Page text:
deductions. HSAs also estimated, “The median [HSA] user tions would qualify for a 15.3 percent tax
would be only slightly richer than people in credit, a substantial advantage as com-
conventional FFS and HMO plans, which pared to contributions to 401(k)s or
already contain substantial tax breaks.”65 IRAs, for which no such tax credit is pro-
Still, many observers object that the tax ben- vided. Third, unlike IRAs, HSAs have no
efits of HSAs do skew heavily to the wealthy. income limits. The exceedingly generous
Some argue that this is because HSAs receive HSA tax breaks thus are available to very
more advantageous tax treatment than other high-income families.66
tax-preferred savings accounts. Jason Furman
of New York University and the Center on Furman’s description of HSAs is accurate.
Budget and Policy Priorities writes: However, his interpretation of those facts fal-
ters because he compares HSAs to the wrong
First, HSA contributions are tax de- tax deductions. The relevant comparison is
ductible, amounts earned on the ac- not other tax-preferred savings vehicles but
counts (which can be invested in stocks, the tax exclusion for employer-provided
bonds, real estate, or other investments) health insurance premiums.

Figure 1
Average Federal Tax Savings from Health-Related Deductions by Family Income Level, 2004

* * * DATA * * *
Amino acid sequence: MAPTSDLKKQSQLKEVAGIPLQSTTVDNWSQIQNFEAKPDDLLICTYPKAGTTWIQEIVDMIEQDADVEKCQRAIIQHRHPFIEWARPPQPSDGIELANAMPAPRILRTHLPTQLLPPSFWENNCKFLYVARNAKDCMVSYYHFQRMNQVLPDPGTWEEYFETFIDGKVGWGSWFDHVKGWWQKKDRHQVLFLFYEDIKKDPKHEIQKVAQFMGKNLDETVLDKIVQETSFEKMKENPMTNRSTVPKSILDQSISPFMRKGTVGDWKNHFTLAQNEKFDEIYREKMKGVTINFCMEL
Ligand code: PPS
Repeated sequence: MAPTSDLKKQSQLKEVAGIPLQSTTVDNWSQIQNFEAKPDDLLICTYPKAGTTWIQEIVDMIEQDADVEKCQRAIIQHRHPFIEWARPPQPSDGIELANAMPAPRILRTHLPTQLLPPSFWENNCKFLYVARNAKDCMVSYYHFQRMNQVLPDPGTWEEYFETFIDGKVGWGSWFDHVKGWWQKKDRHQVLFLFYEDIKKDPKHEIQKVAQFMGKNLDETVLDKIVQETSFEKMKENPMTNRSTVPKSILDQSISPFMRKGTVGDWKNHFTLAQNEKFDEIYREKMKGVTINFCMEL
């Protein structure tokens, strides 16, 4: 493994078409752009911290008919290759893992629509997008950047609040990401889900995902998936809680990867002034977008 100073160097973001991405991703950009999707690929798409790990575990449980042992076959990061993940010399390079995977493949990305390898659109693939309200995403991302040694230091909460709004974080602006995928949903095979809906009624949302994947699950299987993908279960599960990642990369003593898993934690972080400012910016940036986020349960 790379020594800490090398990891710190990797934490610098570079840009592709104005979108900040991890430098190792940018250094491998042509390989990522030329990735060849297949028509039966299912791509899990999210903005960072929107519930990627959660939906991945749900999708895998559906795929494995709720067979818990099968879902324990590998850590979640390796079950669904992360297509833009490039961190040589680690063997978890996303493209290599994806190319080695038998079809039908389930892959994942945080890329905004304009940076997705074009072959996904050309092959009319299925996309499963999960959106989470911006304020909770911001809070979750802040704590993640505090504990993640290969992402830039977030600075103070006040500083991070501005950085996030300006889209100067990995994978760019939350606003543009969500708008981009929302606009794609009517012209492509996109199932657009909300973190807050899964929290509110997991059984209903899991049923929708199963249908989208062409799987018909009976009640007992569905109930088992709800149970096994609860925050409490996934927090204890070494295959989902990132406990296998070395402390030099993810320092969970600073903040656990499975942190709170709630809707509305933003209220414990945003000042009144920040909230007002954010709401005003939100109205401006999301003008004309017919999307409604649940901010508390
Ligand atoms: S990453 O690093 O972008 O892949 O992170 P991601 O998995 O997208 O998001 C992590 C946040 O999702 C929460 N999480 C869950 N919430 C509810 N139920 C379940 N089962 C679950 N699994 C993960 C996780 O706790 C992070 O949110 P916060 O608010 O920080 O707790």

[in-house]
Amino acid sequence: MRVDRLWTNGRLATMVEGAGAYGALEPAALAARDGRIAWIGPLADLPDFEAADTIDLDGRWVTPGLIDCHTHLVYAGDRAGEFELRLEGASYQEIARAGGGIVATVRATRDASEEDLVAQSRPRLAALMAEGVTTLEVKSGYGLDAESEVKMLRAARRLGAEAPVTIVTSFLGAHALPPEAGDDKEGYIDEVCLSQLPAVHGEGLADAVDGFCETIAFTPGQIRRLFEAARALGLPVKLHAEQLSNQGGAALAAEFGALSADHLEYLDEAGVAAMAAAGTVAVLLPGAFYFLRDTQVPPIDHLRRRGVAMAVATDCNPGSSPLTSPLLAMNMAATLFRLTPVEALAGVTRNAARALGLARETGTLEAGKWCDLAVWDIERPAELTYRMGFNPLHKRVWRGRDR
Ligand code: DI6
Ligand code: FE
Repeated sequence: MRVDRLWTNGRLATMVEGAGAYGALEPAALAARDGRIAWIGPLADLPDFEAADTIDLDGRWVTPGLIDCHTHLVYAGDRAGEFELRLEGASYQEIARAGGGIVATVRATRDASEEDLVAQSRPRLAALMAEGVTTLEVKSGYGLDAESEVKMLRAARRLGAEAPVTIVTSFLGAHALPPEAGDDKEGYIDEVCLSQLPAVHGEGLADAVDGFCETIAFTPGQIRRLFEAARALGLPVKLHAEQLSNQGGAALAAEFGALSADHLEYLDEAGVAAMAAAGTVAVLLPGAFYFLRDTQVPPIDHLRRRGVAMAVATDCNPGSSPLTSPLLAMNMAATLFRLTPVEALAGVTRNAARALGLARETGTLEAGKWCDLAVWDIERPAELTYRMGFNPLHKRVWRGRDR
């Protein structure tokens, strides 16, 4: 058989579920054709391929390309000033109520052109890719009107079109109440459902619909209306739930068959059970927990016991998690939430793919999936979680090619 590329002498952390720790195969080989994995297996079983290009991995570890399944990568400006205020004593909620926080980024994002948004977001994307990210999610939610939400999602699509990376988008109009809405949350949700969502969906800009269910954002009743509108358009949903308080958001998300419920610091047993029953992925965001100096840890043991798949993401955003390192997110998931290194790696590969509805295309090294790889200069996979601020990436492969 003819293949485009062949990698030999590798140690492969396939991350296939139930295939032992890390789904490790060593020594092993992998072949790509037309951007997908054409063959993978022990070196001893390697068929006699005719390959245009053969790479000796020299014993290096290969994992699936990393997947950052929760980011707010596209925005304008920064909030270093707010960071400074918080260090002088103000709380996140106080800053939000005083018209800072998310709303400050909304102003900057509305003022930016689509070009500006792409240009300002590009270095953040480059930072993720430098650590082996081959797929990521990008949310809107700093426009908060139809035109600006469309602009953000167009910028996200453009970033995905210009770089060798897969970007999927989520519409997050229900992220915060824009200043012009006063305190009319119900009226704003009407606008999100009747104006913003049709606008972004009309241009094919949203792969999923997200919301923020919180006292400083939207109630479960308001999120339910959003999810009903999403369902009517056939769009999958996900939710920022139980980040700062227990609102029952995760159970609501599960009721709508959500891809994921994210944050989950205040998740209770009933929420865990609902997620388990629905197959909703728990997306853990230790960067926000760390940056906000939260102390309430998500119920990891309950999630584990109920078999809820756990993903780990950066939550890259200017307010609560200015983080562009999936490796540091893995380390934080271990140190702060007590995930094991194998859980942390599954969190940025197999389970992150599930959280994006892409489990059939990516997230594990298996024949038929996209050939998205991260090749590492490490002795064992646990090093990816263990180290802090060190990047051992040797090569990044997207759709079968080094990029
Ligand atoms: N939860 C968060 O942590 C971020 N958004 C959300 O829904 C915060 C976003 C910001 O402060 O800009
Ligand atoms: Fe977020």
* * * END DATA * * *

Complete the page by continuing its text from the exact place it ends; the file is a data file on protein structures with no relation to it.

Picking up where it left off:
$3,000 $2,780
$2,640
$2,500
$2,134
$2,000
Savings

$1,448
$1,500
$1,231

$1,000
$725

$500 $292
$102
$0
k k k k k k k k+
< $1 0 $ 10 k– $2 0 $ 20 k– $3 0 $ 30 k– $4 0 $ 40 k– $5 0 $ 50 k– $7 5 75 k– $1 00 $ 10 0
$
Income

Source: John Sheils and Randall Haught, “The Cost of Tax-Exempt Health Benefits in 2004,” Health Affairs Web
Exclusive, February 25, 2004, pp. W4-106–W4-112.

14
Figure 2
Distribution of Federal Tax Savings from Health-Related Deductions: Percent of Total Tax
Savings by Family Income Level, 2004
$100k+
26%

Below $40k
19%

$75k–$100k
22%

$40k–$50k
10%

$50k–$75k
23%
Source: John Sheils and Randall Haught, “The Cost of Tax-Exempt Health Benefits in 2004,” Health Affairs Web
Exclusive, February 25, 2004, pp. W4-106–W4-112.

The tax treatment of HSAs was designed to limited by income because the tax breaks for
provide tax parity between employer-spon- employer-sponsored insurance are not limited
sored health benefits and financing medical by income.
care through personal savings. The reason Though Furman criticizes the president’s
why (1) contributions to an HSA and (2) dis- HSAs proposals for heavily skewing the tax
bursements from an HSA for medical expens- savings toward high-income households,
es are untaxed is so that they will mirror the Figures 1 and 2 show that the distribution of
tax treatment of (1) employer-sponsored tax savings from the exclusion of employer-
health insurance premiums and (2) claims provided health premiums and other health-
paid by employer-sponsored health insur- related deductions already skews heavily
If HSAs dispro-
ance—both of which are untaxed. The effect is toward wealthier families. This is true in portionately
to level the playing field between employer- terms of both the amount that wealthy fami- benefit the